A patch-free protest in Wanganui today is a positive sign the city's controversial new gang bylaw will be respected, Mayor Michael Laws says.
Wanganui District Council banned gang insignia from the city at its meeting yesterday, and the bylaw making it illegal to display it came into force at midnight.
However, it had been in effect for little more than 12 hours before being cited in the arrest of a speeding motorcyclist believed to have been wearing a Tribesman patch when stopped in the suburb of Gonville today.
Police said the man's jacket was confiscated and he would appear in court next week over the issue.
The bylaw, initiated to try and stomp out gang intimidation in the city, gives police powers to fine patch-wearers $2000 and take possession of the insignia.
There was no drama as about 300 people gathered in the central city at midday, including many police and onlookers, along with a minority of people wearing colours favoured by the Black Power and Mongrel Mob.
Mr Laws called the protest a "damp squib" dominated by "local students and eccentrics", and said the gang members who organised it were overshadowed.
"They now know the consequences and the police presence made sure of those consequences," he said of the absence of patches.
Besides a few angry comments heard muttered about Mr Laws, most of the obvious gang members were silent when questioned by media.
However, Black Power life member Denis O'Reilly said the bylaw was "absurd" and Mr Laws and the council had subverted the processes of Parliament in getting it enacted.
Mike Hills, a local with no gang affiliations, said it was an attack on the rights of all residents.
"It's an erosion of civil liberties and a cheap publicity stunt by our mayor, masquerading as his attempt to solve a tragic social dilemma," Mr Hills told NZPA.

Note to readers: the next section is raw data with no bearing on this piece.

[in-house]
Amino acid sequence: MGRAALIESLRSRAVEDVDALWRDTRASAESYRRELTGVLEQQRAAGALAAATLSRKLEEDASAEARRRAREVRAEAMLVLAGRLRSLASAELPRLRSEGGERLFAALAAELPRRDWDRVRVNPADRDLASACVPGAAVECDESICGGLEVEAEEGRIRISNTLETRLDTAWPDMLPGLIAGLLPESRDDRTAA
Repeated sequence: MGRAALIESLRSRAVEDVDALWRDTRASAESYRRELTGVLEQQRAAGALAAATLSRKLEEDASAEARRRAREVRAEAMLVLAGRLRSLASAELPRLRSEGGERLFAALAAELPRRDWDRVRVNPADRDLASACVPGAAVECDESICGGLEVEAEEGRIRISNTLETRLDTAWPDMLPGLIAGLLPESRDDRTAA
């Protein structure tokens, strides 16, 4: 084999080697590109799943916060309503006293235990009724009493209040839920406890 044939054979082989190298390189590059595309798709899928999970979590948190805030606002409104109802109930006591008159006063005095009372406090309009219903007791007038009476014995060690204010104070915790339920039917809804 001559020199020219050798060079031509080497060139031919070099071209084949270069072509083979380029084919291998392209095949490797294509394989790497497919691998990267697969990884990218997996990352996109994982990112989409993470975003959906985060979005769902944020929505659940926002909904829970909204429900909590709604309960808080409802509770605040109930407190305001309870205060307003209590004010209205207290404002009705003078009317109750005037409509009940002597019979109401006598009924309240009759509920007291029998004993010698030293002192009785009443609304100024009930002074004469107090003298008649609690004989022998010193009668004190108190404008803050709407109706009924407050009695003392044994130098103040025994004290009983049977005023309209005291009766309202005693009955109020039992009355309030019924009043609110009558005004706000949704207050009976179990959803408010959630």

He said there was no silver bullet to fix the social issues associated with gangs, but banning patches would only serve to drive a wedge further between the gang members and community.
"It's going to take a lot of hard work to solve the problem and a stroke of the pen is no solution," he said.
As was indicated by Mr O'Reilly, Mr Hills said he hoped those opposing the bylaw would now use lobbying, referendums and legal avenues to challenge the legislation.
He wore a patch at the protest which was a modified, Maori language version of a Black Power patch.
Local police Inspector Greg Hudson said police were aware of people wearing the patches but didn't consider them to come under current legislation.
Mr Laws today used his Radio Live talkback slot to talk up the bylaw and said it would help make the streets safe.
Gang members would no longer be able to advertise their allegiances and attract young and impressionable prospects a nd Wanganui was likely to become a "very uncomfortable place" for them to live, he said.
Mr Hills rubbished the claim, saying children were influenced by their own families and upbringings, "not the sight of a patch".
Police spokeswoman Kim Perks said police had endorsed the gang bylaw as there had been genuine concerns by the community about gang intimidation in Wanganui.
Police presence had been beefed up for the protest, but the turnout was much smaller than expected.
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